Risk factors for more-severe HRV illnesses have been identified by observational studies of natural infection, experimental inoculation, and in vitro models. These factors are related to environmental exposures as well as personal characteristics related to allergies and asthma, genetics, lifestyle, diet, age, immune responses, and genetics (Table (Table22).
TABLE 2.
TABLE 2.
Factors linked to more-severe HRV or common cold infections
Allergy and antiviral responses.
Several studies have addressed the possibility that allergies and asthma may be associated with more-severe viral respiratory illnesses and impaired antiviral responses. In infants, studies evaluating whether “atopic” features such as allergy, atopic dermatitis (a chronic inflammatory disorder of the skin leading to rash and intense itching), or a family history of allergy increases the risk of acute virus-induced wheezing have yielded conflicting results (103). Conversely, most (83, 107, 111) but not all (101) studies have concluded that bronchiolitis does not promote allergy. What is clear is that children who have other atopic features are prone to developing additional wheezing episodes, and in fact, atopy is one of the strongest risk factors for developing childhood asthma after virus-induced wheezing episodes in infancy (73, 104).
Respiratory allergy is also a major risk factor for wheezing with HRV infections later on in childhood and in adults. In studies conducted in an emergency department, individual risk factors for developing wheezing included detection of a respiratory virus, most commonly HRV, the presence of allergen-specific IgE, and evidence of eosinophilic inflammation (94). These findings provide strong evidence of a synergistic relationship between respiratory allergies, eosinophilia, and acute virus-induced wheezing.
Several mechanisms have been proposed to explain these virus-allergen interactions. Viral infections could damage the barrier function of the airway epithelium, leading to enhanced absorption of allergens and/or irritants across the airway wall and enhanced inflammation (98). Conversely, intact epithelial layers are difficult to infect with HRV in vitro, and replication is enhanced by damaging the epithelium or by removing the top layer of cells (41, 68). These findings suggest that allergens and pollutants that damage airway epithelium could increase susceptibility to infection and/or lead to more-severe infections (Fig. (Fig.33).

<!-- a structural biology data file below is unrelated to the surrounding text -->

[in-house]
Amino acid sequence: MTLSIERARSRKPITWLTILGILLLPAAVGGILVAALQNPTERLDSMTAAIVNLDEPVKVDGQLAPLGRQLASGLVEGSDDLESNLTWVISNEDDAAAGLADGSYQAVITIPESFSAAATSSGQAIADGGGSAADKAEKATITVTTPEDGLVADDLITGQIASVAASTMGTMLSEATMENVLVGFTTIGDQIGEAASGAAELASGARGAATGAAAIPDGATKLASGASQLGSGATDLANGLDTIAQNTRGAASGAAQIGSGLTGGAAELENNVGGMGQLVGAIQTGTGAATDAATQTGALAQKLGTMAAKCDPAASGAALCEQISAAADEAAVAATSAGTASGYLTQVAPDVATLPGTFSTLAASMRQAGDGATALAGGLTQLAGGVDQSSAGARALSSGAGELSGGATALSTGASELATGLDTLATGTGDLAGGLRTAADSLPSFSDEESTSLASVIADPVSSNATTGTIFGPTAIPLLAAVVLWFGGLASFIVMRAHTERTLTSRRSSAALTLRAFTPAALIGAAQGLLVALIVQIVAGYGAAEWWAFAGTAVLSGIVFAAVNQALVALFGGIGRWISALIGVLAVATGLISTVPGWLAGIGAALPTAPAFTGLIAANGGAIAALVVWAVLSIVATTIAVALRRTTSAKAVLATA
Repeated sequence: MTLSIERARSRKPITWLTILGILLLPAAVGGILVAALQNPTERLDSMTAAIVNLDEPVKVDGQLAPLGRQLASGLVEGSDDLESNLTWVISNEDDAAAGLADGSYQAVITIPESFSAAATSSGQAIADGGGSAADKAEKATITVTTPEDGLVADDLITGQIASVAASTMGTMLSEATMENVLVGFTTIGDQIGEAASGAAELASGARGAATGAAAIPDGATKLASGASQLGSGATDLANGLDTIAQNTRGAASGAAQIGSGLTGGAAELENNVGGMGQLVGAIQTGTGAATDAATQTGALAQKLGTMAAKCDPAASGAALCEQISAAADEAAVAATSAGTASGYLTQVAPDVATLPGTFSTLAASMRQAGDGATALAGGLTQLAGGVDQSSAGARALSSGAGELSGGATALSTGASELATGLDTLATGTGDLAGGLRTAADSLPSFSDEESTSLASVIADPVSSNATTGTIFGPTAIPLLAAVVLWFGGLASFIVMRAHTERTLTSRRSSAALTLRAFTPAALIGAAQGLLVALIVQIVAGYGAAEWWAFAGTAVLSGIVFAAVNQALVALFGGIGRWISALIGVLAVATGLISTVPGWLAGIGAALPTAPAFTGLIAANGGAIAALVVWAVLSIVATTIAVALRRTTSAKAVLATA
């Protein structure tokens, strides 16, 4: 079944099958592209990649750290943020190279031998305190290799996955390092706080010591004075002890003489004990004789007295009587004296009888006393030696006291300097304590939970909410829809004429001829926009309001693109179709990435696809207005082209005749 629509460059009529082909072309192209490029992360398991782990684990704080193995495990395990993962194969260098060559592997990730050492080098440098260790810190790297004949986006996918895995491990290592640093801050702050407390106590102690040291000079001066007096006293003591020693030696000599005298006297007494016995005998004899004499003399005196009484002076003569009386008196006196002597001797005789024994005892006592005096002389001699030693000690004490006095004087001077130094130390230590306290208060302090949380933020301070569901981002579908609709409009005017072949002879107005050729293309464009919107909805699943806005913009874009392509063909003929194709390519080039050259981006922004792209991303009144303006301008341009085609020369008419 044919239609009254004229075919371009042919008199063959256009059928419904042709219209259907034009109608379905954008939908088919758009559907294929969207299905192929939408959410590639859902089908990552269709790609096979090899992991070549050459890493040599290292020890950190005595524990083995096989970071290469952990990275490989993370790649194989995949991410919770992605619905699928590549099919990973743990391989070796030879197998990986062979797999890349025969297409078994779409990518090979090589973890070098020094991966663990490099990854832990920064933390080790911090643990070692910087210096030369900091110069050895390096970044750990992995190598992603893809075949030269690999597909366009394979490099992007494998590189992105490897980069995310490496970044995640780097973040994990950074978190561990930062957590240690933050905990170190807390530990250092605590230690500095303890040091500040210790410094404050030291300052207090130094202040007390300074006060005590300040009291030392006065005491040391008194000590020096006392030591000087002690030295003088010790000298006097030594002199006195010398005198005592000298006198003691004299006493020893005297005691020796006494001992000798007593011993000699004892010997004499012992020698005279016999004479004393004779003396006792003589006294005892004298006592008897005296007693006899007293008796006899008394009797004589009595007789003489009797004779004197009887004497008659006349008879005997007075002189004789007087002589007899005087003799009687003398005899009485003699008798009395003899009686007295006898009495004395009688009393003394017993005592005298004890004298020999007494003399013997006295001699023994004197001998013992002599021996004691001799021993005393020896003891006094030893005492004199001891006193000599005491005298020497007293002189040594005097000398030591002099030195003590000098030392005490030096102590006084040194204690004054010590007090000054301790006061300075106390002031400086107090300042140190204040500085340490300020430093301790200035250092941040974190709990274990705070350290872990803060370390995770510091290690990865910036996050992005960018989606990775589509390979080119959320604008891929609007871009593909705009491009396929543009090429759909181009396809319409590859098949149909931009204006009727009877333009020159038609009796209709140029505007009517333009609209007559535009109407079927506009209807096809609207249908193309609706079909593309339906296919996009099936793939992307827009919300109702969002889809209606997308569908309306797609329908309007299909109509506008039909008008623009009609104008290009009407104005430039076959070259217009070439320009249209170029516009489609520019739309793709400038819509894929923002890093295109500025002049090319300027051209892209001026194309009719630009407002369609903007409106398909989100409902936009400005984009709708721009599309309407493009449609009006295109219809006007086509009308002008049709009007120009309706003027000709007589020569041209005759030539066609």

FIG. 3.
FIG. 3.
Proposed effects of epithelial integrity on severity of HRV infections and exacerbations of asthma. (A) Intact airway epithelium is resistant to HRV infection. If the epithelium is healthy, exposure to HRV is less likely to initiate an infection, and (more ...)
In addition to interactions involving epithelial integrity, there are a number of immunologic interactions between allergy and antiviral immunity. For example, allergic inflammation can inhibit innate immune interferon responses under some conditions (114). Furthermore, HRV infection stimulates Toll-like receptor 3 (TLR-3)-dependent secretion of thymic stromal lymphopoietin (TSLP), a cytokine that can enhance allergic inflammation. Cytokines such as interleukin-4 (IL-4) that are overproduced in asthma synergistically enhance TSLP secretion (49), which provides a potential mechanism for HRV infections to enhance preexisting allergic airway inflammation in asthma. Mucus-secreting goblet cells are present in greater numbers in the airways of subjects with asthma; there is evidence that HRV replication is enhanced in these cells (60). Finally, animal models suggest that biased innate immune responses to respiratory viruses in early life may establish overproduction of key cytokines such as IL-13, leading to suboptimal antiviral responses, increased risk for respiratory allergies, and changes in airway structure to promote asthma (5).
Interferons and HRV infections.
Immunologic risk factors for more-severe respiratory illnesses have been identified in various experimental models. Animal models of respiratory viral infection strongly suggest that interferon responses affect the outcome of respiratory infections and that the stage of lung or immune system development may also be a crucial factor (57, 78, 106). The latter principal is further supported by rodent models of Sendai virus infection, in which infection of mice in early life induces recurrent airway obstruction, chronic airway remodeling, and airway hyperresponsiveness (57, 116).
Interferons have also been related to outcomes of HRV illnesses in studies of volunteers inoculated with a safety-tested strain of HRV-16. For example, weak blood cell interferon responses at the time of birth are a risk factor for more-severe respiratory illnesses (13) and wheezing illnesses (21). Strong gamma interferon (IFN-γ) responses to virus in blood mononuclear cells were associated with reduced viral shedding (91), and stronger T-helper-1-like responses in sputum cells (higher IFN-γ/IL-5 mRNA ratio) during induced colds were associated with milder cold symptoms and more rapid clearance of the virus (27). In addition, children with recurrent respiratory infections were reported to have low IFN-α responses (38).
Interestingly, there is evidence that mononuclear-cell production of IFN-α and IFN-γ may be impaired in asthma (89). It has also been reported that HRV-induced epithelial cell production of IFN-β and IFN-λ is also impaired in asthma, raising the possibility that asthma is associated with a global defect in interferon production (12, 118). This theory is controversial, however, because two recent studies were unable to confirm an asthma-specific deficiency in interferon responses in epithelial cells (6, 69), and so far studies of experimentally inoculated volunteers have not found significant differences in HRV shedding related to asthma. Additional studies of patients with asthma and naturally acquired colds will be needed to resolve these differences.